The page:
- Special Sections
- Public Notices
It's long been a symbol of history in the Taylor County community. And in a few months, it could be replaced and the old one moved and preserved.
On Tuesday night, officials from the Kentucky Transportation Cabinet discussed road and bridge repairs that will be done in the community this fiscal year.
Though its been talked about for many years, residents could see the Tebbs Bend Bridge replaced in just a few months.
Several bridge projects are in the works this year, according to Patty Dunaway, District Four's chief district engineer, who spoke to magistrates Tuesday night during their regular meeting. Taylor County is one of 11 counties that fall within the cabinet's fourth district. The state is divided into 11 districts.
Dunaway said three bridge projects are scheduled this fiscal year, including one on KY 70 over Stoner Creek Road and one on Wise Road over Long Branch Road. The first project is slated for spring and the second for summer.
Tebbs Bend Bridge is on the schedule to be replaced this summer, possibly in July.
As such, Taylor County Judge/Executive Eddie Rogers said magistrates need to decide what will be done with the current bridge.
"The historical society, I think, $65,000 is all that they will allot to move that bridge," he said.
"But there's a lot of stipulations that we have to abide by. If we take it down, we have to put it back up as what it is today. Sixty-five thousand dollars will not do it."
Dunaway said she believes the county can get a good estimate as to what it will cost to replace the bridge from the contractor who will replace it. Magistrates voted to allow Rogers to negotiate that cost with the contractor.
The bridge was also discussed last May. Rogers told magistrates that Kentucky Heritage Land Conservation gave the county permission to move it to the nearby Tebbs Bend-Green River Nature Area.
Local historian Betty Jane Gorin Smith said last year that the old iron bridge was built in 1907 after the original one was burned.
Gorin Smith said the bridge will be moved over a ravine so people can still walk across it. The old plank flooring will be kept, she said, so people can hear the noise created when residents drive over it.
As it is now, she said, buses have to turn around before the bridge and tourists must walk across to reach sites beyond it. She said that might have deterred some from touring the area.
Gorin Smith said the new bridge will resemble the old one as much as possible.
Though they at first said they believed they had enough for the remainder of the winter season, Dunaway told magistrates that officials are now saying road salt is in short supply.
She said officials have been told the state might not be able to get any more salt this season, so this will mean state workers will have to ration what they have.
Dunaway said highly traveled roadways will be salted, though the secondary state roads might not. Officials might have to wait for the sun to melt any snow on those roads, she said.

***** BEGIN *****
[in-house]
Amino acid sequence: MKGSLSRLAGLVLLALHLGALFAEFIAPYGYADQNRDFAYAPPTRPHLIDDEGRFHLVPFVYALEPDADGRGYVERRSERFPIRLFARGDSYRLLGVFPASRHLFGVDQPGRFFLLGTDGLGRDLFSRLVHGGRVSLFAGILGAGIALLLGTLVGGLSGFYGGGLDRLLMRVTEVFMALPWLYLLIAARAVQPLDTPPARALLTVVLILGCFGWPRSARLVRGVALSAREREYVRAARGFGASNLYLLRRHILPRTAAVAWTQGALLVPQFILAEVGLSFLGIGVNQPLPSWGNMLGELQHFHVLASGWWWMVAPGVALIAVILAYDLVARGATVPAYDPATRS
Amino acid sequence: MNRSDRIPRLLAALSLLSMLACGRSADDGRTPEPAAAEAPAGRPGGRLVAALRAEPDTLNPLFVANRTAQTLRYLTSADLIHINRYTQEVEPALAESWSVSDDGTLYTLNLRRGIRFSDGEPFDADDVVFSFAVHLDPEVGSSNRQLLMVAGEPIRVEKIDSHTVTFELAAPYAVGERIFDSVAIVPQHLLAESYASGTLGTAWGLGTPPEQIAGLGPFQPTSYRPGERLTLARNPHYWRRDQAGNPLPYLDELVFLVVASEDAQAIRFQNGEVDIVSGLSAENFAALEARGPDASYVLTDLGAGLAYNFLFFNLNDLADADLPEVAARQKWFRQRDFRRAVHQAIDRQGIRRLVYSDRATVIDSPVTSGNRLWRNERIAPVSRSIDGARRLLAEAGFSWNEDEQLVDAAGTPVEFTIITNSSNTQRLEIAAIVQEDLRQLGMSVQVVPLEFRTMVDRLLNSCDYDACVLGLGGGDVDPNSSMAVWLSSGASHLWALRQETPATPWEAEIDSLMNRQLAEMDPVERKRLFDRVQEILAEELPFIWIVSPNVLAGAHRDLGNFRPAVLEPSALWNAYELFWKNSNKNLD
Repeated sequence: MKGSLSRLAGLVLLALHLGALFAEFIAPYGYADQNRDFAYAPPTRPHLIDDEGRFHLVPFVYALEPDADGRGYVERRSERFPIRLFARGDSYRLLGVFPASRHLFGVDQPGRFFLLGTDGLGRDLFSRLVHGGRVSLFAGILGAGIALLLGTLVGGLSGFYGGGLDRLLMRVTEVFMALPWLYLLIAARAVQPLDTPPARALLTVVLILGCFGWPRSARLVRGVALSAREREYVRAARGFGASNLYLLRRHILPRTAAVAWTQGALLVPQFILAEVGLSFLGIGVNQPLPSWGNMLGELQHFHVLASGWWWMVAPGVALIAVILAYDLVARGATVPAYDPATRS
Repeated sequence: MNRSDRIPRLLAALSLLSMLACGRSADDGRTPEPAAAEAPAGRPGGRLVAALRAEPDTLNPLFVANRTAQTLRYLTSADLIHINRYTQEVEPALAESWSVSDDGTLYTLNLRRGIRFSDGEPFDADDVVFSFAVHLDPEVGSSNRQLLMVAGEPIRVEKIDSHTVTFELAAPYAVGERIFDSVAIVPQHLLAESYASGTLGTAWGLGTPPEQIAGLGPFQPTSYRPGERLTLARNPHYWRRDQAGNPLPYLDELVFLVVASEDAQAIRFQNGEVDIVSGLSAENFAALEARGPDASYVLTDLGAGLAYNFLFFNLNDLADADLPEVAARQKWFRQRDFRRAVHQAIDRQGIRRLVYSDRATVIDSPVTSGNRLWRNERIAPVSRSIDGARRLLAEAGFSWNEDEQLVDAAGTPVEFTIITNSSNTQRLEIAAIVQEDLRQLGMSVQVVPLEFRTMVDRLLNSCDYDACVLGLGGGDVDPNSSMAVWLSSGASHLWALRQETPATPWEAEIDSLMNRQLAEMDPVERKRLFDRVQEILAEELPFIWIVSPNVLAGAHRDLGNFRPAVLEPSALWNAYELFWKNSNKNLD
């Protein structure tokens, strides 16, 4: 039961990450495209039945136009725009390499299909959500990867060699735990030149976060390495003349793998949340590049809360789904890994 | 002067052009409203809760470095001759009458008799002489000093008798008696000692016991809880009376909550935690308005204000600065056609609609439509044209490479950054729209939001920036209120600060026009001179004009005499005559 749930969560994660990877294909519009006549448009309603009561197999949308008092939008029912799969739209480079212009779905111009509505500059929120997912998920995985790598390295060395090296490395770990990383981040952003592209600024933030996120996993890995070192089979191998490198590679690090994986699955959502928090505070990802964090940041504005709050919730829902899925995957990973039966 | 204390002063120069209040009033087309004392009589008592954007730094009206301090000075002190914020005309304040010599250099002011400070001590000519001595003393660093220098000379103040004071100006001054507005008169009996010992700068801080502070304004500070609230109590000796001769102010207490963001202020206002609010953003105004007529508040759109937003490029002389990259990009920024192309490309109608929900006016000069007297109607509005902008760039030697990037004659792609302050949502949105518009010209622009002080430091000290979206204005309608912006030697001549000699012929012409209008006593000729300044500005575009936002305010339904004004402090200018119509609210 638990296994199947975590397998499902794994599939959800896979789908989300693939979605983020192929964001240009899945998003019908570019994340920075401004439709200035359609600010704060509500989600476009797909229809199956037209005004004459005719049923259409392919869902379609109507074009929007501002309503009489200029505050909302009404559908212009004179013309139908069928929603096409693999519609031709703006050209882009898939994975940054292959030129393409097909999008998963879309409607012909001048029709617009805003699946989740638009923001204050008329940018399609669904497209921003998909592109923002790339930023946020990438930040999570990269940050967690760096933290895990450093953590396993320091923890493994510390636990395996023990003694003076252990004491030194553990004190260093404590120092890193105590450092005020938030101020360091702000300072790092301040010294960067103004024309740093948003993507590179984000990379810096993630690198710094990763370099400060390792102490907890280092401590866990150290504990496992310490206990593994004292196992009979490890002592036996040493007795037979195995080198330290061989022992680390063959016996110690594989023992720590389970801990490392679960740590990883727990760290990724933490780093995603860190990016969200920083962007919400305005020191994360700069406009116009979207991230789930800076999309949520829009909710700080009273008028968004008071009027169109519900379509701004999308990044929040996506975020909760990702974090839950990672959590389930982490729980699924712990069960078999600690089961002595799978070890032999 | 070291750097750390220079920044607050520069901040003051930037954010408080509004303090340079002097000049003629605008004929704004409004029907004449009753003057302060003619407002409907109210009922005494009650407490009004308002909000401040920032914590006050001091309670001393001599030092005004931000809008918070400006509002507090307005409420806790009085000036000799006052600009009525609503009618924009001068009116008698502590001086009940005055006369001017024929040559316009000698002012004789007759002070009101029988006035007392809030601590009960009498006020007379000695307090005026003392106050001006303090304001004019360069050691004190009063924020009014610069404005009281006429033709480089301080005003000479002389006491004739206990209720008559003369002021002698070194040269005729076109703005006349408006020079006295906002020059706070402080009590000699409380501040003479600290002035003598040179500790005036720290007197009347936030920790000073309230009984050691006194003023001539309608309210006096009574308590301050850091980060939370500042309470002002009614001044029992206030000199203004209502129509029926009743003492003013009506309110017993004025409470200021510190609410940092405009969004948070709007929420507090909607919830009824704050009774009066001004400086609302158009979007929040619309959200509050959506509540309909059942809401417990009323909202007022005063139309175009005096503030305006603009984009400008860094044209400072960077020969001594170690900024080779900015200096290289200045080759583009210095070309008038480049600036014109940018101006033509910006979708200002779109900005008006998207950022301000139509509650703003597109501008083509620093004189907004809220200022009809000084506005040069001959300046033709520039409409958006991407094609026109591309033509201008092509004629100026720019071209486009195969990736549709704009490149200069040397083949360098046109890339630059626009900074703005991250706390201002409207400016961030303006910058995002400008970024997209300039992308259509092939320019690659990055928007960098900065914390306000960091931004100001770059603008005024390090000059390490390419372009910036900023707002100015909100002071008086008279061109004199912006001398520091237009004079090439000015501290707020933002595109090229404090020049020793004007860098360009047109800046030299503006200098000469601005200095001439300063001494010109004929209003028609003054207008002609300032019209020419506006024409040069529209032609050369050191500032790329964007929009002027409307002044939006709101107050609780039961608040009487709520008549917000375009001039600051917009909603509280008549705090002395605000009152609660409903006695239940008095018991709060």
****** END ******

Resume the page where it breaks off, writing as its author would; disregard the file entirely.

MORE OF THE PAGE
Rogers said the county is in the same position and road department workers have been told to salt intersections first. Other roads might have to wait, he said.
Dunaway said she wants state and county officials to continue working together to make sure state roadways are kept in good condition.
Magistrate Richard Phillips said some residents might not realize that money for state workers to mow the sides of roadways has been cut.
The money to mow roadways is related to how much is spent on snow and ice removal, Dunaway said. Most state roadways are being mowed only twice during the mowing season, though state officials would like to be told if grass is tall enough to hinder driving.
Rural Secondary Improvements
Taylor Countians could see more than $1.2 million in state road improvements this fiscal year.
Dunaway presented the annual Rural Secondary Road Program report for 2014-2015 on Tuesday night, which states that projects totaling about $1.3 million have been recommended in Taylor County. Projects include resurfacing of several roads and routine maintenance of the 116 miles of state roadways.
State officials have recommended that portions of Pitman Valley Road to U.S. 68, KY 70 to Shirley Wooley Road, Badger Road to Taylor/LaRue county line, Jacob's Trail to KY 70 and from the Green/Taylor to the Taylor/Adair county lines be resurfaced this year. The projects are estimated at costing $701,196.
The report also includes the installation of guardrails on Martin Road at a cost of $15,133. Dunaway said guardrail projects are evaluated thoroughly before they are done and state officials typically only have money to do a handful in the state each year.
When adding $528,200 for routine maintenance and a $3,862 county judge/executive fee, the report states that officials have estimated that the state will spend $1,248,391 in Taylor County this fiscal year.
Rural Secondary Road money is funded by 22.2 percent of motor fuel tax receipts. Funds are given to all of Kentucky's 120 counties based on a five-point formula. One-fifth is given equally to all counties. Another fifth is given based on rural population. Another is based on road miles and the final two-fifths is based on the county's land area.
Magistrates approved the report unanimously, which will now go to the Cabinet office in Frankfort for final approval.
Read about more action taken during Tuesday's meeting in Monday's issue.